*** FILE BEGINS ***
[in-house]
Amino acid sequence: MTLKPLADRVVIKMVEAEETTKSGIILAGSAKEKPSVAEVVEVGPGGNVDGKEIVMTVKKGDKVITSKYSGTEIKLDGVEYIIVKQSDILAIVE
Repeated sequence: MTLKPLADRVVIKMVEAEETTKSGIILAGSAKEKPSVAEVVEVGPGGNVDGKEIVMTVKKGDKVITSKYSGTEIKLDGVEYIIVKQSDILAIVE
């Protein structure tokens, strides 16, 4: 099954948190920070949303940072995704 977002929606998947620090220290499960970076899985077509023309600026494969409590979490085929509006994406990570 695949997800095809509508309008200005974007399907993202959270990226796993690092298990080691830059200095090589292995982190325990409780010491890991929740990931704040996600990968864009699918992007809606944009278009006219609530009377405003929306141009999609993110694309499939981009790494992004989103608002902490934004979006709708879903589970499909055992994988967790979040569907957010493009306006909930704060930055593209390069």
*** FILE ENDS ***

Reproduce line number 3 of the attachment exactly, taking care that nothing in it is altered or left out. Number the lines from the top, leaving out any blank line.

Repeated sequence: MTLKPLADRVVIKMVEAEETTKSGIILAGSAKEKPSVAEVVEVGPGGNVDGKEIVMTVKKGDKVITSKYSGTEIKLDGVEYIIVKQSDILAIVE